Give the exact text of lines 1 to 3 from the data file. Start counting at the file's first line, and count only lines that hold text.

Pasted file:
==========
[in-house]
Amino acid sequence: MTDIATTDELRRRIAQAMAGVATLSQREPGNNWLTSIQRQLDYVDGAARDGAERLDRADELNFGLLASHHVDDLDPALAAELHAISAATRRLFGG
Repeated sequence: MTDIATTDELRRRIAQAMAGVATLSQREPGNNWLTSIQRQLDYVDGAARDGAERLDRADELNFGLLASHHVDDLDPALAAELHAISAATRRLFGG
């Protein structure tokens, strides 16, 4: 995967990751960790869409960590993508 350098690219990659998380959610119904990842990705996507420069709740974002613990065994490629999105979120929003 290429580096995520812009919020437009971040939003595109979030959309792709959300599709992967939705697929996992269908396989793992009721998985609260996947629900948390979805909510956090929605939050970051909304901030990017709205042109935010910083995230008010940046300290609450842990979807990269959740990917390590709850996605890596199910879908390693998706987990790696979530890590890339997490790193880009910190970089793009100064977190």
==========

[in-house]
Amino acid sequence: MTDIATTDELRRRIAQAMAGVATLSQREPGNNWLTSIQRQLDYVDGAARDGAERLDRADELNFGLLASHHVDDLDPALAAELHAISAATRRLFGG
Repeated sequence: MTDIATTDELRRRIAQAMAGVATLSQREPGNNWLTSIQRQLDYVDGAARDGAERLDRADELNFGLLASHHVDDLDPALAAELHAISAATRRLFGG